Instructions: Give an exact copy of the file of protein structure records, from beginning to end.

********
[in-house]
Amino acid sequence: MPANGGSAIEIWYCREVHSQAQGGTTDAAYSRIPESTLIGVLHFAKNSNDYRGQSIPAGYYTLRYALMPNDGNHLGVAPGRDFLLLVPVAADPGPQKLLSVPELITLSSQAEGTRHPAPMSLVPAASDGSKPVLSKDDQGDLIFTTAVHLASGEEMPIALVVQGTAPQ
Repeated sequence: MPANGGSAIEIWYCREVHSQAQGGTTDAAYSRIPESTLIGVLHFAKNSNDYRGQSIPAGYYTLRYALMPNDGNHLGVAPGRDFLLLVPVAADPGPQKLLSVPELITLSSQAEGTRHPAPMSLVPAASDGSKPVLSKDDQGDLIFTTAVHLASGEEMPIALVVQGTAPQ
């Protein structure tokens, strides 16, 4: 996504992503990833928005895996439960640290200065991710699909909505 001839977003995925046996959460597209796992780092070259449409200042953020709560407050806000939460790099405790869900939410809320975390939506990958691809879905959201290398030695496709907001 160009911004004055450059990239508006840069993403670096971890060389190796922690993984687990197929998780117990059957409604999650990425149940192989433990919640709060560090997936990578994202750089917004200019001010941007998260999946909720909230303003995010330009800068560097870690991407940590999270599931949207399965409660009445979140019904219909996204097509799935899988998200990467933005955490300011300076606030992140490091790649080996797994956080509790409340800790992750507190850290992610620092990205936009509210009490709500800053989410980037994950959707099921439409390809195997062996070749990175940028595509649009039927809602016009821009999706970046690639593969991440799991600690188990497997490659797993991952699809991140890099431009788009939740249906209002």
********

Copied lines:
[in-house]
Amino acid sequence: MPANGGSAIEIWYCREVHSQAQGGTTDAAYSRIPESTLIGVLHFAKNSNDYRGQSIPAGYYTLRYALMPNDGNHLGVAPGRDFLLLVPVAADPGPQKLLSVPELITLSSQAEGTRHPAPMSLVPAASDGSKPVLSKDDQGDLIFTTAVHLASGEEMPIALVVQGTAPQ
Repeated sequence: MPANGGSAIEIWYCREVHSQAQGGTTDAAYSRIPESTLIGVLHFAKNSNDYRGQSIPAGYYTLRYALMPNDGNHLGVAPGRDFLLLVPVAADPGPQKLLSVPELITLSSQAEGTRHPAPMSLVPAASDGSKPVLSKDDQGDLIFTTAVHLASGEEMPIALVVQGTAPQ
């Protein structure tokens, strides 16, 4: 996504992503990833928005895996439960640290200065991710699909909505 001839977003995925046996959460597209796992780092070259449409200042953020709560407050806000939460790099405790869900939410809320975390939506990958691809879905959201290398030695496709907001 160009911004004055450059990239508006840069993403670096971890060389190796922690993984687990197929998780117990059957409604999650990425149940192989433990919640709060560090997936990578994202750089917004200019001010941007998260999946909720909230303003995010330009800068560097870690991407940590999270599931949207399965409660009445979140019904219909996204097509799935899988998200990467933005955490300011300076606030992140490091790649080996797994956080509790409340800790992750507190850290992610620092990205936009509210009490709500800053989410980037994950959707099921439409390809195997062996070749990175940028595509649009039927809602016009821009999706970046690639593969991440799991600690188990497997490659797993991952699809991140890099431009788009939740249906209002």